A Minnesota Army National Guard UH-60 Black Hawk helicopter with three Guardsmen aboard crashed south of St. Cloud on Thursday, said National Guard spokeswoman Army Master Sgt. Blair Heusdens.

At this time, the National Guard is not releasing any information about the status of the three people aboard the helicopter, Heusdens told Task & Purpose on Thursday.

Read More Show Less

The Pentagon's latest attempt to twist itself in knots to deny that it is considering sending up to 14,000 troops to the Middle East has a big caveat.

Pentagon spokeswoman Alyssa Farah said there are no plans to send that many troops to the region "at this time."

Farah's statement does not rule out the possibility that the Defense Department could initially announce a smaller deployment to the region and subsequently announce that more troops are headed downrange.

Read More Show Less

The Navy could send a second aircraft carrier to the Middle East if President Donald Trump orders a surge of forces to the region, Chief of Naval Operations Adm. Mike Gilday said on Thursday.

Gordon Lubold and Nancy Youssef of the Wall Street Journal first reported the United States is considering sending up to 14,000 troops to the Middle East to deter Iran from attacking U.S. forces and regional allies. The surge forces could include several ships.

Read More Show Less

I didn't think a movie about World War I would, or even could, remind me of Afghanistan.

Somehow 1917 did, and that's probably the highest praise I can give Sam Mendes' newest war drama: It took a century-old conflict and made it relatable.

Read More Show Less

An internal investigation spurred by a nude photo scandal shows just how deep sexism runs in the Marine Corps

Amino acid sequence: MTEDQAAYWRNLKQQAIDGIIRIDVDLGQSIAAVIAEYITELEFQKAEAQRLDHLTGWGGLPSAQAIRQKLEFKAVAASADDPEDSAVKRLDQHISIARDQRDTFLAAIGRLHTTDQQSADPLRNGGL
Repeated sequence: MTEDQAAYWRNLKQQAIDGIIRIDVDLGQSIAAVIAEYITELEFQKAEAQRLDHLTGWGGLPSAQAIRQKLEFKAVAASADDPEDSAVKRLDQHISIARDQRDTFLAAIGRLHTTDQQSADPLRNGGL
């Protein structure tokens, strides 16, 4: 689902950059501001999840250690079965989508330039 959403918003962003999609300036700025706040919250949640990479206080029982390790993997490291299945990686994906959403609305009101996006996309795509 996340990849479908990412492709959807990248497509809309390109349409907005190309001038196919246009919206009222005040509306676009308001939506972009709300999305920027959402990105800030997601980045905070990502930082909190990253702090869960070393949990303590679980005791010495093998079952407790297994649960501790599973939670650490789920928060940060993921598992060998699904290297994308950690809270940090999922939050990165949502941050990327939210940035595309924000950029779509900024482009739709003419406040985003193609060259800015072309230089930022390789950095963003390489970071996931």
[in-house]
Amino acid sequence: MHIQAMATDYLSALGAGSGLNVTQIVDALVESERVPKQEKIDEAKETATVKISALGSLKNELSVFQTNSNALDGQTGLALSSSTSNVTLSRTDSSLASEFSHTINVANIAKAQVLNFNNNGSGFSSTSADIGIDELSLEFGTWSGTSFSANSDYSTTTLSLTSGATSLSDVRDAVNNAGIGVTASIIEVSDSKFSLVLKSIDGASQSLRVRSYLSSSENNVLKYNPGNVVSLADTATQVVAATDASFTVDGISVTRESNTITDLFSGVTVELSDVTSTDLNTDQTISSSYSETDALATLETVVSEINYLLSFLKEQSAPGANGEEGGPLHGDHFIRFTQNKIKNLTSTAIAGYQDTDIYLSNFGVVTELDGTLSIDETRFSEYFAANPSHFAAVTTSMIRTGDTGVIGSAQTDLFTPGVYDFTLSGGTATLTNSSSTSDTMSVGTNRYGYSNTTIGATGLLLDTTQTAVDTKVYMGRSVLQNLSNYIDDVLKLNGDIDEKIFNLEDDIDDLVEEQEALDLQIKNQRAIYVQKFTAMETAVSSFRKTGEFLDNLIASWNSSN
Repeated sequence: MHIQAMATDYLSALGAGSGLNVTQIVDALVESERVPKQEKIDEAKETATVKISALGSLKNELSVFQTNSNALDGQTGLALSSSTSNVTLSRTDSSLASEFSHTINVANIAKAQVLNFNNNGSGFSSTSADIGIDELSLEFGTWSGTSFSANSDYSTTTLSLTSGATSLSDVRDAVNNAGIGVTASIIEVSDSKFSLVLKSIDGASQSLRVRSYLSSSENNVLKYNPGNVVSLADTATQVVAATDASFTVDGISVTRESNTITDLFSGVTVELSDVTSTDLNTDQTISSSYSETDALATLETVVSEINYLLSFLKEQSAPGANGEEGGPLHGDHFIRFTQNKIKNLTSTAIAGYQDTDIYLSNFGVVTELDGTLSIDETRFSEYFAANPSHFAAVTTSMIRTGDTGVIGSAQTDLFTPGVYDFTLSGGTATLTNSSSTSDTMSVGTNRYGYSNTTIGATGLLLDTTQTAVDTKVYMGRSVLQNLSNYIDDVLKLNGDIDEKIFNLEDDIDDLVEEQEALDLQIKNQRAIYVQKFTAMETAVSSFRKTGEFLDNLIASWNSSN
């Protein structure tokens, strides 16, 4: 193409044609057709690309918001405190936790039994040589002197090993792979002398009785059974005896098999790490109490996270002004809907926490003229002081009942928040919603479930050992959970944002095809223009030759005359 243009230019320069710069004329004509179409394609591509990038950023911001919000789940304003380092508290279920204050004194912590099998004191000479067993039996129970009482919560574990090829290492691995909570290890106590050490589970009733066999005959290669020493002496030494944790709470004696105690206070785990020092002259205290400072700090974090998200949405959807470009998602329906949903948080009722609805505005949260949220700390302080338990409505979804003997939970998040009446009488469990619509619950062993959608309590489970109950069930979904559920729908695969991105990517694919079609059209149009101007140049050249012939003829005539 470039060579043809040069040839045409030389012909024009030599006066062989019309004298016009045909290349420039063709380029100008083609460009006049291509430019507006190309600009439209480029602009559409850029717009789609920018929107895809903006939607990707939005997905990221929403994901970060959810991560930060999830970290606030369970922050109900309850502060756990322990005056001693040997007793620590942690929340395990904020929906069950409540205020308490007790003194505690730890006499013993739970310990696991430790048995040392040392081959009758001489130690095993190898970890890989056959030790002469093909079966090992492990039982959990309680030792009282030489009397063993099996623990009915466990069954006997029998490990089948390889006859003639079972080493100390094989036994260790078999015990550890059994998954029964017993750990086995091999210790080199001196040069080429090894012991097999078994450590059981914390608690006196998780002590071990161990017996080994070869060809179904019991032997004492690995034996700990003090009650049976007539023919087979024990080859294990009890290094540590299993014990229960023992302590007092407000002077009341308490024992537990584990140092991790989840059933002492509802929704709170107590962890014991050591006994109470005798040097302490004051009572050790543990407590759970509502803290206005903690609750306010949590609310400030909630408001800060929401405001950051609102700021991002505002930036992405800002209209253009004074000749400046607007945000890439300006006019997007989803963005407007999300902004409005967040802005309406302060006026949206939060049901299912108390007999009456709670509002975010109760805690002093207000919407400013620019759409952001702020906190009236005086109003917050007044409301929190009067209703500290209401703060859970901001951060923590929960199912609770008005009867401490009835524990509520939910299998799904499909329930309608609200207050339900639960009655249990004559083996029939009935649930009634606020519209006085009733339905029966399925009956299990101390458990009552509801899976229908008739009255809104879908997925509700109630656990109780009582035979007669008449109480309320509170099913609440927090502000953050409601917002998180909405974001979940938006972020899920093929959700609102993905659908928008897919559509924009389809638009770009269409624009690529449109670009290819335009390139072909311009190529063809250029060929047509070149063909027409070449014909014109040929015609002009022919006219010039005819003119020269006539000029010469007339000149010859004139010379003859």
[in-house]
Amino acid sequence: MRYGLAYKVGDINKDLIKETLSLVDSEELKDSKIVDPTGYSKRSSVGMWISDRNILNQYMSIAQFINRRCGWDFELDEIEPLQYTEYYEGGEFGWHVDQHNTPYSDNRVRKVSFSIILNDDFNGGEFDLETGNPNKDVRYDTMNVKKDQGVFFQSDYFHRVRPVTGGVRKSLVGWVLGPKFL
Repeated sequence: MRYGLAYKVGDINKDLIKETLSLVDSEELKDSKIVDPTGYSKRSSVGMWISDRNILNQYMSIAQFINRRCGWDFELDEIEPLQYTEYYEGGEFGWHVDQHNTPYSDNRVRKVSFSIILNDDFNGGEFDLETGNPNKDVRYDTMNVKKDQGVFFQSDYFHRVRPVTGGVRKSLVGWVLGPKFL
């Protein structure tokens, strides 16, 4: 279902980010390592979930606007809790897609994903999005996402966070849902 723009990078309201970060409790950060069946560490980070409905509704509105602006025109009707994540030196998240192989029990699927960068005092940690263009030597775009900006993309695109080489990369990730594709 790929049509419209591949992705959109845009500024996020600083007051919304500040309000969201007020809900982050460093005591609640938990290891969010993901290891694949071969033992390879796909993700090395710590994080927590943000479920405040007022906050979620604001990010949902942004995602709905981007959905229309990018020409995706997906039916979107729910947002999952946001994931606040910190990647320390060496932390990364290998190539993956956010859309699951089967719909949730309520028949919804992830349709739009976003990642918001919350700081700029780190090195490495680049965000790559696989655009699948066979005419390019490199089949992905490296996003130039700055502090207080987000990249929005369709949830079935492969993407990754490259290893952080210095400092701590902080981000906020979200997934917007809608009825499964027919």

"I will still have to work harder to get the perception away from peers and seniors that women can't do the job."

news
(U.S. Marine Corps photo)

Some years ago, a 20-year-old female Marine, a military police officer, was working at a guard shack screening service members and civilians before they entered the base. As a lance corporal, she was new to the job and the duty station, her first in the Marine Corps.

At some point during her shift, a male sergeant on duty drove up. Get in the car, he said, the platoon sergeant needs to see you. She opened the door and got in, believing she was headed to see the enlisted supervisor of her platoon.

Instead, the sergeant drove her to a dark, wooded area on base. It was deserted, no other Marines were around. "Hey, I want a blowjob," the sergeant told her.

"What am I supposed, what do you do as a lance corporal?" she would later recall. "I'm 20 years old ... I'm new at this. You're the only leadership I've ever known, and this is what happens."

She looked at him, then got out of the car and walked away. The sergeant drove up next to her and tried to play it off as a prank. "I'm just fucking with you," he said. "It's not a big deal."

It was one story among hundreds of others shared by Marines for a study initiated in July 2017 by the Marine Corps Center for Advanced Operational Culture Learning (CAOCL). Finalized in March 2018, the center's report was quietly published to its website in September 2019 with little fanfare.

The culture of the Marine Corps is ripe for analysis. A 2015 Rand Corporation study found that women felt far more isolated among men in the Corps, while the Pentagon's Office of People Analytics noted in 2018 that female Marines rated hostility toward them as "significantly higher" than their male counterparts.

But the center's report, Marines' Perspectives on Various Aspects of Marine Corps Organizational Culture, offers a proverbial wakeup call to leaders, particularly when paired alongside previous studies, since it was commissioned by the Marine Corps itself in the wake of a nude photo sharing scandal that rocked the service in 2017.

The scandal, researchers found, was merely a symptom of a much larger problem.

Read More Show Less